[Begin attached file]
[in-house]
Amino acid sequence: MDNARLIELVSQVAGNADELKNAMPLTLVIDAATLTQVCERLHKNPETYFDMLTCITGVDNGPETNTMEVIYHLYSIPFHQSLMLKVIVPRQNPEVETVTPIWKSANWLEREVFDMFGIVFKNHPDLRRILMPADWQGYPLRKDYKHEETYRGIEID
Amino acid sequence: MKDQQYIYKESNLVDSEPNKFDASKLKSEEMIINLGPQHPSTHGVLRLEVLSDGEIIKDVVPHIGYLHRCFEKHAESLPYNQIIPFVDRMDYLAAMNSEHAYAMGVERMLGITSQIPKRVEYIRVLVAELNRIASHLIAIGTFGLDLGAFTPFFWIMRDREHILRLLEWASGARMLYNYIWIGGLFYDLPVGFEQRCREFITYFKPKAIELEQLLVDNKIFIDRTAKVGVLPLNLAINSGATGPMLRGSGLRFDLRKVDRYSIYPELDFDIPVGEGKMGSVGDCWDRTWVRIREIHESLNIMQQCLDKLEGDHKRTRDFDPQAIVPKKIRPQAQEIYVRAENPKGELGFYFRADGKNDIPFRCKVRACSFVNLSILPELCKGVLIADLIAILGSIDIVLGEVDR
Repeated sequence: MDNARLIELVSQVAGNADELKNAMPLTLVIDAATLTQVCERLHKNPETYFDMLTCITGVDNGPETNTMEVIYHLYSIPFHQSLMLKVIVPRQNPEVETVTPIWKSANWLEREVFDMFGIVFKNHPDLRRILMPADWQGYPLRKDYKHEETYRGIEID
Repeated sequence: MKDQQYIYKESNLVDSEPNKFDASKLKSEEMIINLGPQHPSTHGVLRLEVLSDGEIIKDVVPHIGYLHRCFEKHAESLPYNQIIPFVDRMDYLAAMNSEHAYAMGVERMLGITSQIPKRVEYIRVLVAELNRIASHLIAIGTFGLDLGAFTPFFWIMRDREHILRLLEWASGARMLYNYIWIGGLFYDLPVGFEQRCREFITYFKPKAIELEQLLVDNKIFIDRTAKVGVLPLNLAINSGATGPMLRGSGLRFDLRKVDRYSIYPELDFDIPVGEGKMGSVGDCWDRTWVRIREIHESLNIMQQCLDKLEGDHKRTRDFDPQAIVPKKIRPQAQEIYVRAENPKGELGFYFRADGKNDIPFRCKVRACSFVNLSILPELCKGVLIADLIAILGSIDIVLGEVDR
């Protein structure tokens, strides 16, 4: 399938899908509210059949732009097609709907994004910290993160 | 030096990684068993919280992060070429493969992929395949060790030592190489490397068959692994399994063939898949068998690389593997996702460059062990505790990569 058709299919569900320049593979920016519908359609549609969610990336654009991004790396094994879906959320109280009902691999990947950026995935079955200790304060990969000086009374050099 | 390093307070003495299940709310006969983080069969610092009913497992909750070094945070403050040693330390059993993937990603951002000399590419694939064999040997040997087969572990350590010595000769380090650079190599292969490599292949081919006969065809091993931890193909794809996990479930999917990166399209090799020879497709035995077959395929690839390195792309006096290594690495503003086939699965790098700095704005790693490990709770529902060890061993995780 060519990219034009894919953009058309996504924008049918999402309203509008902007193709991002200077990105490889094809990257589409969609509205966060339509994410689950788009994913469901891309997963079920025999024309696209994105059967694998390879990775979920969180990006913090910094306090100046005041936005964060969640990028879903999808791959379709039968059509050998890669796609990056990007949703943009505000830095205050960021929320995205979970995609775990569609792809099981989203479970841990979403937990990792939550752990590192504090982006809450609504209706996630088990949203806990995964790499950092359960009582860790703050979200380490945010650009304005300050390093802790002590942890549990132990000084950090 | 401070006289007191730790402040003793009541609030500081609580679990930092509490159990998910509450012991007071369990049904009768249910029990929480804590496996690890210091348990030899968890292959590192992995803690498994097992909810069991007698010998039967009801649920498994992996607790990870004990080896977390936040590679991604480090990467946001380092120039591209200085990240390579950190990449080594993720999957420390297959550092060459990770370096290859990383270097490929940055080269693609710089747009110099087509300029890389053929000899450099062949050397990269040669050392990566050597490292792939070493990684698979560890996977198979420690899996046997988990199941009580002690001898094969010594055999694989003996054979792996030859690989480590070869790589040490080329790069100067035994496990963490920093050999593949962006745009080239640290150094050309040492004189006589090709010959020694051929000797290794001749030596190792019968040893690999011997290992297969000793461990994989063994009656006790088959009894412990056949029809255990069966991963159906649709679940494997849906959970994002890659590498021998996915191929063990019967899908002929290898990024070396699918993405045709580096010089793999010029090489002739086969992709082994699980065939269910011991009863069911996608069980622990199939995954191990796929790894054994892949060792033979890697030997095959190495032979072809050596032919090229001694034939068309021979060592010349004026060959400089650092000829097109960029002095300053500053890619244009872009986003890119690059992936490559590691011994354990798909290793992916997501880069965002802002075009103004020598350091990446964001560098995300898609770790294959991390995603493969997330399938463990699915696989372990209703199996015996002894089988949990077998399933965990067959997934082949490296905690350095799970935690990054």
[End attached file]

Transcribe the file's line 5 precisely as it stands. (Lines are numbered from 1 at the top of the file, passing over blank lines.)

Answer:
Repeated sequence: MKDQQYIYKESNLVDSEPNKFDASKLKSEEMIINLGPQHPSTHGVLRLEVLSDGEIIKDVVPHIGYLHRCFEKHAESLPYNQIIPFVDRMDYLAAMNSEHAYAMGVERMLGITSQIPKRVEYIRVLVAELNRIASHLIAIGTFGLDLGAFTPFFWIMRDREHILRLLEWASGARMLYNYIWIGGLFYDLPVGFEQRCREFITYFKPKAIELEQLLVDNKIFIDRTAKVGVLPLNLAINSGATGPMLRGSGLRFDLRKVDRYSIYPELDFDIPVGEGKMGSVGDCWDRTWVRIREIHESLNIMQQCLDKLEGDHKRTRDFDPQAIVPKKIRPQAQEIYVRAENPKGELGFYFRADGKNDIPFRCKVRACSFVNLSILPELCKGVLIADLIAILGSIDIVLGEVDR